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The temp below was parked for a few days outside our gate onto Stricker Street and his main claim to fame and to being mentioned at all in this story is that he announced to me that it was forbidden to photograph the work (not that he didn’t want me to photograph him but that photography was forbidden—proscribed).  So I took abundant pleasure in telling him that I heartily disagreed with his take on things.


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By the end of November, things seemed to be progressing, but slowly.

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From #32 Shlomtzion HaMalkah Street, looking east

And then, at the end of December and early January in what has been an unusually warm and dry winter, the rains came, making us nostalgic for the dust.

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By mid-January, the Electric Corporation had arrived on the scene again to prepare the groundwork for subterranean cables.

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… and work continued for another few weeks until the eclectic Israeli Electric Corporation arrived again last week to install new street lights and remove the old ones.  We were beginning to feel  once more that the end was nigh but having been disappointed before, my hopes weren’t raised too high.

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It seemed like things might end before the Passover holiday at the end of the month and then it seemed as if it might drag on until later.  Then, on Wednesday afternoon, there was a flurry of activity in the street just below the living room window, the likes of which hadn’t been experienced all year.

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And by Wednesday evening, it seemed to be all over bar the shouting.

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By Thursday morning, all that remained on the street was one digger and the barriers but it was devoid of working men.

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Shlomtzion HaMalkah Street, looking westward from Weizmann Street

And by Friday morning, it seems as if one of the neighbours had agreed that the work was over as he could now park again on the (newly laid) footpaths.

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Returning from my morning walk on Friday morning along Stricker Street, I couldn’t help looking at the new street signs that had been put up.  From where I was standing, traffic is one-way towards me (i.e., they come from Shlomtzion Street, i.e., from the left).  Shlomtzion is one-way along its entire length, as is indicated by the arrow to the right of the picture.  Yet, the Municipality workers who had turned up to erect the new street signs placed two no entry signs on either side of the corner of the two streets.  To what purpose?  Perhaps they are bespoke signs requested by the four neighbours in the house looking towards us.  Hardly likely, as they have been here at least as long as us and longer and know that they have no right turn out of their car park.  A mystery, indeed.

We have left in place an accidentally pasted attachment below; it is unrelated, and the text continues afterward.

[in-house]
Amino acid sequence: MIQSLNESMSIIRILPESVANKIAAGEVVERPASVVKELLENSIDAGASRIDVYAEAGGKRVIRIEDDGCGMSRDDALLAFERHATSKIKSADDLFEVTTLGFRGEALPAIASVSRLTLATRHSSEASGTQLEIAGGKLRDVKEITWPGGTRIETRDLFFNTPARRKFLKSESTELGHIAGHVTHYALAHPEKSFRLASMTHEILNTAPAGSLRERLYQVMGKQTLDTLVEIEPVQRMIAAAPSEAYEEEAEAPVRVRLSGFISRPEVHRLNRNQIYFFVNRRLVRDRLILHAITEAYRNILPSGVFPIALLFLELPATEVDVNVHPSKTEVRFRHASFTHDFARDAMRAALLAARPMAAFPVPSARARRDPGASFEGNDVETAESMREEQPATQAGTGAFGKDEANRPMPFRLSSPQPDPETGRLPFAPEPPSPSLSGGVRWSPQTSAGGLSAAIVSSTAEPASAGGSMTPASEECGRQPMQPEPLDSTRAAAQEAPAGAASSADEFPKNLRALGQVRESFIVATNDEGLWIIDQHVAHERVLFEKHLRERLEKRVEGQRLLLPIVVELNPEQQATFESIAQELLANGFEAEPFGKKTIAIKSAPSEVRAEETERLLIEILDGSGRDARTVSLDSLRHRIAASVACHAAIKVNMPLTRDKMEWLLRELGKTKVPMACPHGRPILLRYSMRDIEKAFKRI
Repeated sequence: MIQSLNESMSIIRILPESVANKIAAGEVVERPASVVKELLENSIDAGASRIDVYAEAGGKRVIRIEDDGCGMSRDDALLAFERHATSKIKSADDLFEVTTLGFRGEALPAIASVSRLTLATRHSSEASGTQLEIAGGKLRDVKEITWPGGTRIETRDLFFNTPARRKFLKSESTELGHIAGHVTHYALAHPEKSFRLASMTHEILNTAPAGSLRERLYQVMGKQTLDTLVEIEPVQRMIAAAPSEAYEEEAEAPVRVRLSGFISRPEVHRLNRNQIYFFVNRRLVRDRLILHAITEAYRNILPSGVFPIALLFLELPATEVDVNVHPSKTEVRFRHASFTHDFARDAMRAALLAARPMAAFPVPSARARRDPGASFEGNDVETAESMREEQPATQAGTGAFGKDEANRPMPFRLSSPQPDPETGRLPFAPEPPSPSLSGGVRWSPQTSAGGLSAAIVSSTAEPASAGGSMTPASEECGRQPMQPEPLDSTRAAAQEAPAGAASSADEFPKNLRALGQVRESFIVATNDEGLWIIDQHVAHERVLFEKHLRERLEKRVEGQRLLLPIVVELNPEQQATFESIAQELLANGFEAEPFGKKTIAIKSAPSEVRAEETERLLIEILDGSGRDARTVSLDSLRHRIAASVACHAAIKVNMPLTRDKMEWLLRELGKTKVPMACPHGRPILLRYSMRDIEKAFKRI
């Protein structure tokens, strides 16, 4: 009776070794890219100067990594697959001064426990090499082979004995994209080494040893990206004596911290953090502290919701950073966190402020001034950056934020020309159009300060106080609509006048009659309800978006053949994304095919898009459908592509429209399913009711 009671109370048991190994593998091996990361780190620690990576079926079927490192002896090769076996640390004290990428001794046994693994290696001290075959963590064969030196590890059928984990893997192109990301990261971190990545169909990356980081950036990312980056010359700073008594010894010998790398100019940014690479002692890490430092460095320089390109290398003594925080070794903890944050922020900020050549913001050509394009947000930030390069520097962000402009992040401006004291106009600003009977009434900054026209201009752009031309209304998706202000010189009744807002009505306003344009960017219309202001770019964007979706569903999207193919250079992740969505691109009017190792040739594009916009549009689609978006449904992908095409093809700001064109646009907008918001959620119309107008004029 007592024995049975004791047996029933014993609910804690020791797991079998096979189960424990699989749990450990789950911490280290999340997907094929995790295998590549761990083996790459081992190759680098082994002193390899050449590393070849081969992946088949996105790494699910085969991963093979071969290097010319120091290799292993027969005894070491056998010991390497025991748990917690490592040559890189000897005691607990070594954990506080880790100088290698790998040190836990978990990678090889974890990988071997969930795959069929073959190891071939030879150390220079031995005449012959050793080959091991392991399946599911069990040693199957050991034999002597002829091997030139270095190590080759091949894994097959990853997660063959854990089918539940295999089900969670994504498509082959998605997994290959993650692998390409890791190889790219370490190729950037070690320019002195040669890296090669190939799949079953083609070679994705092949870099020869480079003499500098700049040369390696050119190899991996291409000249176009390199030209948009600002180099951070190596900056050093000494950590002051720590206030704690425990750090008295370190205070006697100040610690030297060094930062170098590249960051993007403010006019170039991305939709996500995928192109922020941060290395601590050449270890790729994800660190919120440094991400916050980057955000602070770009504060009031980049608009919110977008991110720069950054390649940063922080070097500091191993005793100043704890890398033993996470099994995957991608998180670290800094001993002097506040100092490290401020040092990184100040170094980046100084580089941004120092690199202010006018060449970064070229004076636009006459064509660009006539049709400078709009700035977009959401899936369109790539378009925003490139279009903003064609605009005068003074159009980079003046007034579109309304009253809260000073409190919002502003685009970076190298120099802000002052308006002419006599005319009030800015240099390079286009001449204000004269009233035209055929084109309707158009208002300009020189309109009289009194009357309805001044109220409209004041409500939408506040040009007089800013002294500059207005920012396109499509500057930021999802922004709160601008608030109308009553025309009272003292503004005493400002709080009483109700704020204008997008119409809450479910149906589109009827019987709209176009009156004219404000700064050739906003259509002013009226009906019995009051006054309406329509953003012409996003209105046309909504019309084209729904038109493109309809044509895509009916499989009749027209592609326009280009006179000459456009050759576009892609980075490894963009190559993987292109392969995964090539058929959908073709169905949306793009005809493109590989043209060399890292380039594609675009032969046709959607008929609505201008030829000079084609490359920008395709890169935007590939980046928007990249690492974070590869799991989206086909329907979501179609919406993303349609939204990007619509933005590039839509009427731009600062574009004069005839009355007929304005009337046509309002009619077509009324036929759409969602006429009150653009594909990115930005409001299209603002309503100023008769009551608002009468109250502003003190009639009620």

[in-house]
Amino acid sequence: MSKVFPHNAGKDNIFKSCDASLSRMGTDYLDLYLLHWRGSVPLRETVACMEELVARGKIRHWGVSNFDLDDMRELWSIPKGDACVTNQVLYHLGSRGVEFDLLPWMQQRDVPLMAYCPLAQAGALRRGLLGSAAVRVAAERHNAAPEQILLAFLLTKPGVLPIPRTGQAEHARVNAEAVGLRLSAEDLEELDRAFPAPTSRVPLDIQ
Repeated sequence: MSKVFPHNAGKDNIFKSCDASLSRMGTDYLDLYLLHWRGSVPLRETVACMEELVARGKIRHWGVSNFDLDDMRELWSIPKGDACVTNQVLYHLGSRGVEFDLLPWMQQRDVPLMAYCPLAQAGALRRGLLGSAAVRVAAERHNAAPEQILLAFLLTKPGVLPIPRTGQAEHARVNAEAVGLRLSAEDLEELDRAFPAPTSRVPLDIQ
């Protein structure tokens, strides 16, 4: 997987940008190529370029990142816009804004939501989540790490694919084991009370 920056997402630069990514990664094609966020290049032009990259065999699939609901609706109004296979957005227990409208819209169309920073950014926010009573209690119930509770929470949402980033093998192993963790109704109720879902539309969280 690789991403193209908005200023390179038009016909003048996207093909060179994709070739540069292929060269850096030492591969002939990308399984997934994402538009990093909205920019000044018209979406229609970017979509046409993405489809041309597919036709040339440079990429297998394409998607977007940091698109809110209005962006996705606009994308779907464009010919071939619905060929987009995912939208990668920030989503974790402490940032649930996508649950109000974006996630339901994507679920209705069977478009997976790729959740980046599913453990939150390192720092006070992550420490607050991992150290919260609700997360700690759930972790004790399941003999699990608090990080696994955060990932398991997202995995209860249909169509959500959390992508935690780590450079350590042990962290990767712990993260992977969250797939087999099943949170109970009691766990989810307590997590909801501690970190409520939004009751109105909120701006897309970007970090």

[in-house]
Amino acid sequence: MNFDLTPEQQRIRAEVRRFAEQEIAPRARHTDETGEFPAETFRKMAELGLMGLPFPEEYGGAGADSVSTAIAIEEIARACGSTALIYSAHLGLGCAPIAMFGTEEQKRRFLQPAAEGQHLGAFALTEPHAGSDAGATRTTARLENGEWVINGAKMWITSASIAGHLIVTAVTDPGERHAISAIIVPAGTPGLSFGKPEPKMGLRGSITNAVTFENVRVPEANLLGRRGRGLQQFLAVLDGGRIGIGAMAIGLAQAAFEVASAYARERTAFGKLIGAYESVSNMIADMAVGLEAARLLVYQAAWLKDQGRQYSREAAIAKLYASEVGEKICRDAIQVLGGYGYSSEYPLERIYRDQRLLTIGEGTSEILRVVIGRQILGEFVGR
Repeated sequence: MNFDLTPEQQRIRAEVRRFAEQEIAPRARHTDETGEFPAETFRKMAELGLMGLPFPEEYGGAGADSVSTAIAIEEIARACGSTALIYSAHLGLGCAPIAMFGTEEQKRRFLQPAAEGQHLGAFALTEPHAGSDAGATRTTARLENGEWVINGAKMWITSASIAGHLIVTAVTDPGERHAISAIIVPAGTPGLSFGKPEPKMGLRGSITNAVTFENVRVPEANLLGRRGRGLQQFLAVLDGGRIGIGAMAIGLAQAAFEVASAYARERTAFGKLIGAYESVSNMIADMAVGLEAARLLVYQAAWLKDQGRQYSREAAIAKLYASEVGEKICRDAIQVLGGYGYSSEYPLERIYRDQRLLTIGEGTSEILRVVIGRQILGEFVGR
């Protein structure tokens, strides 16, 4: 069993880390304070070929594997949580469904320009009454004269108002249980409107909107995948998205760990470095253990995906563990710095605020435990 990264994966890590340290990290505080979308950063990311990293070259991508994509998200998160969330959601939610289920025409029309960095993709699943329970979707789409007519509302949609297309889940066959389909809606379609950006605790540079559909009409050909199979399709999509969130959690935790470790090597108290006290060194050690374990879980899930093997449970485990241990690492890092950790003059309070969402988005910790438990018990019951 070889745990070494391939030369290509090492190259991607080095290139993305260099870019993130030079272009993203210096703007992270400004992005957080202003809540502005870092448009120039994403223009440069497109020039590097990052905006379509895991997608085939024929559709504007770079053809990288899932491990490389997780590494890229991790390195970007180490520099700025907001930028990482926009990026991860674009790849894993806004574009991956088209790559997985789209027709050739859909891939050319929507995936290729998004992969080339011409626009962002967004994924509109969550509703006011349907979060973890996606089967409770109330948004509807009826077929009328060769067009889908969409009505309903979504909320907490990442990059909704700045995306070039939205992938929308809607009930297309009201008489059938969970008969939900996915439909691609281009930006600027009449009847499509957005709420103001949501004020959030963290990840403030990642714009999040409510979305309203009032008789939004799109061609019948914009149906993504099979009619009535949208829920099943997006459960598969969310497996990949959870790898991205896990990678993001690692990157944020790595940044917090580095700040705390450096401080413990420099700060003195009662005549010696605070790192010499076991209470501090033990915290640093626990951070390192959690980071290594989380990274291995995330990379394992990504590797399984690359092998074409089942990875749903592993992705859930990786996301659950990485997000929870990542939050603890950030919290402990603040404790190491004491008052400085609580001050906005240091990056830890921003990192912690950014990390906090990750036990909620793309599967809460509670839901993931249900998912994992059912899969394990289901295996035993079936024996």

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On Friday afternoon, we were able to drive the length of Shlomtzion Street for the first time in nearly a year and a quarter—only to turn right and run into the roadworks on Weizmann Street.  What a surprise!

As I said at the outset, the work is nearly done.  There contractor didn’t underwrite a street party so that the neighbours could celebrate together, which was hardly a surprise.  So we now await the return of the Eclectic Corporation to wire us up to the underground cables they’ve laid, ridding us of the unsightly overhead wires.  Then, and only then, will the street receive its permanent asphalt surface.  

I only hope they manage to do it before the infrastructure needs changing again.  As the inimitable Henry Hall of BBC Dance Band fame of the 1930s might have said:

Here’s to the next time
And a merry meeting;
Here’s to the next time,
We send you all our greeting.
Set it to music,
Sing it to rhyme;
Now, all together,
Here’s to the next time!


Cats among the pigeons